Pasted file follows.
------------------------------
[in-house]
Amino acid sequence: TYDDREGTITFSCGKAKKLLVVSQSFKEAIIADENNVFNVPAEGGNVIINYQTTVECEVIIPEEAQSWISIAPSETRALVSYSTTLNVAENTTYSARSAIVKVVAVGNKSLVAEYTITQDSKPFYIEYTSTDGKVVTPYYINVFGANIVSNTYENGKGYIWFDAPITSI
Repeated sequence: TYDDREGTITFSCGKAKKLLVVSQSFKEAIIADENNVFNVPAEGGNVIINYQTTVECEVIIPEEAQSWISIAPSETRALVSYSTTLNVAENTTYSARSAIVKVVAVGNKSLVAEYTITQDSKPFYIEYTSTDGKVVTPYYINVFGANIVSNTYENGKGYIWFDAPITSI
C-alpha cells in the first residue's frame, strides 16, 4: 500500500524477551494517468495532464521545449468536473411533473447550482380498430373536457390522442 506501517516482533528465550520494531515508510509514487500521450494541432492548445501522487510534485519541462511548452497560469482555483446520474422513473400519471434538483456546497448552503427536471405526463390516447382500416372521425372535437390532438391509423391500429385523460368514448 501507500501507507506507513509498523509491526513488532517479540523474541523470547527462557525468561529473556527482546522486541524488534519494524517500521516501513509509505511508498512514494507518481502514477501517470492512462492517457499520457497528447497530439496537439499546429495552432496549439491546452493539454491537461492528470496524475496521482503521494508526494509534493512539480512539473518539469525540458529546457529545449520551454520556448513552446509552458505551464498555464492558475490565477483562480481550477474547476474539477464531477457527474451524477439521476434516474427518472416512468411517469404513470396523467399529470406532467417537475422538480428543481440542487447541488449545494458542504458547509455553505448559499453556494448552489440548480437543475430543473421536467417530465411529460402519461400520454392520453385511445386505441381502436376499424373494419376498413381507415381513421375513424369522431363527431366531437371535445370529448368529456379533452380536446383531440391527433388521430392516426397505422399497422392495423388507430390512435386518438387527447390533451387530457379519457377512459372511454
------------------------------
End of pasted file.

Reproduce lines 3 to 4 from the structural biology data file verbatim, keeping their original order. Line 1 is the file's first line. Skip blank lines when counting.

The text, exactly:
Repeated sequence: TYDDREGTITFSCGKAKKLLVVSQSFKEAIIADENNVFNVPAEGGNVIINYQTTVECEVIIPEEAQSWISIAPSETRALVSYSTTLNVAENTTYSARSAIVKVVAVGNKSLVAEYTITQDSKPFYIEYTSTDGKVVTPYYINVFGANIVSNTYENGKGYIWFDAPITSI
C-alpha cells in the first residue's frame, strides 16, 4: 500500500524477551494517468495532464521545449468536473411533473447550482380498430373536457390522442 506501517516482533528465550520494531515508510509514487500521450494541432492548445501522487510534485519541462511548452497560469482555483446520474422513473400519471434538483456546497448552503427536471405526463390516447382500416372521425372535437390532438391509423391500429385523460368514448 501507500501507507506507513509498523509491526513488532517479540523474541523470547527462557525468561529473556527482546522486541524488534519494524517500521516501513509509505511508498512514494507518481502514477501517470492512462492517457499520457497528447497530439496537439499546429495552432496549439491546452493539454491537461492528470496524475496521482503521494508526494509534493512539480512539473518539469525540458529546457529545449520551454520556448513552446509552458505551464498555464492558475490565477483562480481550477474547476474539477464531477457527474451524477439521476434516474427518472416512468411517469404513470396523467399529470406532467417537475422538480428543481440542487447541488449545494458542504458547509455553505448559499453556494448552489440548480437543475430543473421536467417530465411529460402519461400520454392520453385511445386505441381502436376499424373494419376498413381507415381513421375513424369522431363527431366531437371535445370529448368529456379533452380536446383531440391527433388521430392516426397505422399497422392495423388507430390512435386518438387527447390533451387530457379519457377512459372511454